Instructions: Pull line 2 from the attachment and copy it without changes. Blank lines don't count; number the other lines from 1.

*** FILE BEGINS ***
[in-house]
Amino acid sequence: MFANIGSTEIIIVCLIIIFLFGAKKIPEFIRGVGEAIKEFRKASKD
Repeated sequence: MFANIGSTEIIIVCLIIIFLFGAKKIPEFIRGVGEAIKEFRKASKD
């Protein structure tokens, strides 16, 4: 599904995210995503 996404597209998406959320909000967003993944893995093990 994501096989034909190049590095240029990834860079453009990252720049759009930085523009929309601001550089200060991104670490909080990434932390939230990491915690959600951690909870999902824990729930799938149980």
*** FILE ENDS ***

Amino acid sequence: MFANIGSTEIIIVCLIIIFLFGAKKIPEFIRGVGEAIKEFRKASKD